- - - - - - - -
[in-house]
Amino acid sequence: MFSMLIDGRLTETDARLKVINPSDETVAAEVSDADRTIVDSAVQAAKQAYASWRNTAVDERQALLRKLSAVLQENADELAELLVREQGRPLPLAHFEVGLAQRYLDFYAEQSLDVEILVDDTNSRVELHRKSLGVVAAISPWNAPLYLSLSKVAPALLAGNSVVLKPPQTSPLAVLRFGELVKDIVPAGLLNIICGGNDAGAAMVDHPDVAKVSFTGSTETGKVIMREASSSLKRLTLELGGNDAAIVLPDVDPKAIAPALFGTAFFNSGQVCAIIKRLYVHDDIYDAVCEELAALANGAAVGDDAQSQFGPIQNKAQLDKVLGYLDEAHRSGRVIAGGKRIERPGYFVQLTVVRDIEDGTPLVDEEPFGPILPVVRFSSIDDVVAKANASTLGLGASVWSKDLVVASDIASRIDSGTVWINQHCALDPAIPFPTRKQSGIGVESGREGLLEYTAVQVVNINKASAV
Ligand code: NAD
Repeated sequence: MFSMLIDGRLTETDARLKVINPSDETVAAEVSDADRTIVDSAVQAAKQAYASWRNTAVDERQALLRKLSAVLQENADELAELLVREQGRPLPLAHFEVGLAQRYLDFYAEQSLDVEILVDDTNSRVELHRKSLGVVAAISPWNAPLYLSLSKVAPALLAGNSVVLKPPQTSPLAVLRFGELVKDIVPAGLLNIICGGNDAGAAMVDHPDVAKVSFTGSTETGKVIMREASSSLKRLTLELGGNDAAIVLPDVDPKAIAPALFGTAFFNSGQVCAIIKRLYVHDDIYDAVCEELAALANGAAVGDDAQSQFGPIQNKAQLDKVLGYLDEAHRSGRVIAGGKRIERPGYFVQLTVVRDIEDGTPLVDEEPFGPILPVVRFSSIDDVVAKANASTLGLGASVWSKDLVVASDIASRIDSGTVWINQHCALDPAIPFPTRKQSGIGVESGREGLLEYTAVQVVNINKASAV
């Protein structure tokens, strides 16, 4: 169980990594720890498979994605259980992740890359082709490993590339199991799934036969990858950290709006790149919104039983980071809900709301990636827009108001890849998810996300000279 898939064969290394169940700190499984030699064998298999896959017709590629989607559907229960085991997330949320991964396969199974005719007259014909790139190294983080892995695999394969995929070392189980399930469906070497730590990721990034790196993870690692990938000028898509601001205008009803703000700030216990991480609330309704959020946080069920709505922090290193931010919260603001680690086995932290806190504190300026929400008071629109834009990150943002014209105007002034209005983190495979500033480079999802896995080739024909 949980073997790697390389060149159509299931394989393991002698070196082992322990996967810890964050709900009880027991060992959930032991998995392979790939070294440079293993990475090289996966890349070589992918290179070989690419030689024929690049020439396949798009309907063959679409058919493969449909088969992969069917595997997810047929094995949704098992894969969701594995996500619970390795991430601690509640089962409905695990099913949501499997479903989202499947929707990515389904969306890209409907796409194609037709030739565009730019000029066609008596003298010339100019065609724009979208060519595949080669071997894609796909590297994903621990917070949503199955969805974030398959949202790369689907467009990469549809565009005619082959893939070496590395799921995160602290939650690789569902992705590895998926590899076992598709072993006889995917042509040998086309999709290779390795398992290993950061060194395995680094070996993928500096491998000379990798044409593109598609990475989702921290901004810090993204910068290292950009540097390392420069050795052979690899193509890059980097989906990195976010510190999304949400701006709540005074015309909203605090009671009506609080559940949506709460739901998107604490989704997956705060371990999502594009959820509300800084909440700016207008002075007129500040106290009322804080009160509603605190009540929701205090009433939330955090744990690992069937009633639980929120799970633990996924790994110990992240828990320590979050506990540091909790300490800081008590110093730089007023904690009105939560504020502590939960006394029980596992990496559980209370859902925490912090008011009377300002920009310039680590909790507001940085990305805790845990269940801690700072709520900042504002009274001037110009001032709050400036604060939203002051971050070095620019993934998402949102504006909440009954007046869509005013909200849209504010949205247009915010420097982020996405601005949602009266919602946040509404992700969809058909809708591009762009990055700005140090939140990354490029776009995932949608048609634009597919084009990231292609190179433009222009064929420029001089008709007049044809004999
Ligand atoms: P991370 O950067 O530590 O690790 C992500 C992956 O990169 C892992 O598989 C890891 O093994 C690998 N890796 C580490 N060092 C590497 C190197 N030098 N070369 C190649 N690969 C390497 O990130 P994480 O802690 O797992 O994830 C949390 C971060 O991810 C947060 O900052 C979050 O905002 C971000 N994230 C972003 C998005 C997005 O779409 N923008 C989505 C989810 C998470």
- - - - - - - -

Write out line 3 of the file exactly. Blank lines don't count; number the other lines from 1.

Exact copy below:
Ligand code: NAD